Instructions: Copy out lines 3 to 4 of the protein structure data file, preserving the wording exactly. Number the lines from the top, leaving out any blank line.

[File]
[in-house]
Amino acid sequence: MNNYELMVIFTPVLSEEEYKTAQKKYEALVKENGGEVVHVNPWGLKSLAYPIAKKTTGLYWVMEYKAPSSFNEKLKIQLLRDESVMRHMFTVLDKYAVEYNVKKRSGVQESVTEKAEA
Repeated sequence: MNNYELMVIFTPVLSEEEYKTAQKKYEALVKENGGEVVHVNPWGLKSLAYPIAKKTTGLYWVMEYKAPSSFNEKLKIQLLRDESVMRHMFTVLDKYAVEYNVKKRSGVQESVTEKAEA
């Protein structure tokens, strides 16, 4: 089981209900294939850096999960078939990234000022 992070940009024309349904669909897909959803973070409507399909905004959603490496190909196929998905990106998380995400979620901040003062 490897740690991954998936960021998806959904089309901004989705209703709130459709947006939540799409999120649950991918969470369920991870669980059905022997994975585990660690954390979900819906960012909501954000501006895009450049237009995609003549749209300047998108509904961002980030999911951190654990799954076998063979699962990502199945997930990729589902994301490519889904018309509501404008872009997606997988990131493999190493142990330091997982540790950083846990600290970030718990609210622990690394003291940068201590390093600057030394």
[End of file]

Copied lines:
Repeated sequence: MNNYELMVIFTPVLSEEEYKTAQKKYEALVKENGGEVVHVNPWGLKSLAYPIAKKTTGLYWVMEYKAPSSFNEKLKIQLLRDESVMRHMFTVLDKYAVEYNVKKRSGVQESVTEKAEA
């Protein structure tokens, strides 16, 4: 089981209900294939850096999960078939990234000022 992070940009024309349904669909897909959803973070409507399909905004959603490496190909196929998905990106998380995400979620901040003062 490897740690991954998936960021998806959904089309901004989705209703709130459709947006939540799409999120649950991918969470369920991870669980059905022997994975585990660690954390979900819906960012909501954000501006895009450049237009995609003549749209300047998108509904961002980030999911951190654990799954076998063979699962990502199945997930990729589902994301490519889904018309509501404008872009997606997988990131493999190493142990330091997982540790950083846990600290970030718990609210622990690394003291940068201590390093600057030394």